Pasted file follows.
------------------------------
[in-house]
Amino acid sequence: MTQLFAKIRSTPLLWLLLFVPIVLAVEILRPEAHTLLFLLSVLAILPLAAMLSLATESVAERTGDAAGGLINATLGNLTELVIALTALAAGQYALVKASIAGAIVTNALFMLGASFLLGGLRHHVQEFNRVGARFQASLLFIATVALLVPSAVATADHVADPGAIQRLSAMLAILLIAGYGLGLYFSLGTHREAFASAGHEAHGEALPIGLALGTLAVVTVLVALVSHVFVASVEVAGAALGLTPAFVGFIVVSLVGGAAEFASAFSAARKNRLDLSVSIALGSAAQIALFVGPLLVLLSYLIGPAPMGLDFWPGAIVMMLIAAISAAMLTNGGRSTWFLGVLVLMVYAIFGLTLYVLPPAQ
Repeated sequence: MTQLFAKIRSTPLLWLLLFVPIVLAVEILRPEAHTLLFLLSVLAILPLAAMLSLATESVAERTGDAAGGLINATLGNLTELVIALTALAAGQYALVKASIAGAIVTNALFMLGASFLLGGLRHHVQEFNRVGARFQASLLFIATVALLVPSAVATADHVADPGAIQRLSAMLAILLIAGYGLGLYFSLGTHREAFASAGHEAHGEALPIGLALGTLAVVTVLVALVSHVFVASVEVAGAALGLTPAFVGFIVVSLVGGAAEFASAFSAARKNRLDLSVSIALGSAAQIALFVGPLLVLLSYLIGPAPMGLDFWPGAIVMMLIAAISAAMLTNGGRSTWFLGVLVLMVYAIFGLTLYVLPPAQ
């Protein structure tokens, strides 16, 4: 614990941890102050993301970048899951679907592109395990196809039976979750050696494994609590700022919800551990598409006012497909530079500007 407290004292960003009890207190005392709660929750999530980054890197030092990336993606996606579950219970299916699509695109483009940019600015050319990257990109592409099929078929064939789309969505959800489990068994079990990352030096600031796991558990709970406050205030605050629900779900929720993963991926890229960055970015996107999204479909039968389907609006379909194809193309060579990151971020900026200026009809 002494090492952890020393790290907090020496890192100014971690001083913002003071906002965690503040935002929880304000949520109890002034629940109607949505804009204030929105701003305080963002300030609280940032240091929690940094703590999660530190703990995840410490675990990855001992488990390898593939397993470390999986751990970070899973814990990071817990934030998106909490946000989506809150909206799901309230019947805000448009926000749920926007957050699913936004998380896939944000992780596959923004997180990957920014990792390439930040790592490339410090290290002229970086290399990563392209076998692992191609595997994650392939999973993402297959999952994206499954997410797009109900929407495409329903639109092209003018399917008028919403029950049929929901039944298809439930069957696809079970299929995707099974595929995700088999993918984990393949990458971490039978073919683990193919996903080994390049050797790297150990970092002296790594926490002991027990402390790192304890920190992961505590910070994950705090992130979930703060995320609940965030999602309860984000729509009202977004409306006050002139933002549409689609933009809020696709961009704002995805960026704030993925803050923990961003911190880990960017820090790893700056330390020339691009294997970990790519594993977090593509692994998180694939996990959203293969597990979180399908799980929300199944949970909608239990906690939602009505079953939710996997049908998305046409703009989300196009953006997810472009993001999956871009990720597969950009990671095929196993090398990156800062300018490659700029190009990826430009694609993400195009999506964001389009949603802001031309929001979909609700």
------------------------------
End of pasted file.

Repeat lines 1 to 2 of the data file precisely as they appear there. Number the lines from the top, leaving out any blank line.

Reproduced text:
[in-house]
Amino acid sequence: MTQLFAKIRSTPLLWLLLFVPIVLAVEILRPEAHTLLFLLSVLAILPLAAMLSLATESVAERTGDAAGGLINATLGNLTELVIALTALAAGQYALVKASIAGAIVTNALFMLGASFLLGGLRHHVQEFNRVGARFQASLLFIATVALLVPSAVATADHVADPGAIQRLSAMLAILLIAGYGLGLYFSLGTHREAFASAGHEAHGEALPIGLALGTLAVVTVLVALVSHVFVASVEVAGAALGLTPAFVGFIVVSLVGGAAEFASAFSAARKNRLDLSVSIALGSAAQIALFVGPLLVLLSYLIGPAPMGLDFWPGAIVMMLIAAISAAMLTNGGRSTWFLGVLVLMVYAIFGLTLYVLPPAQ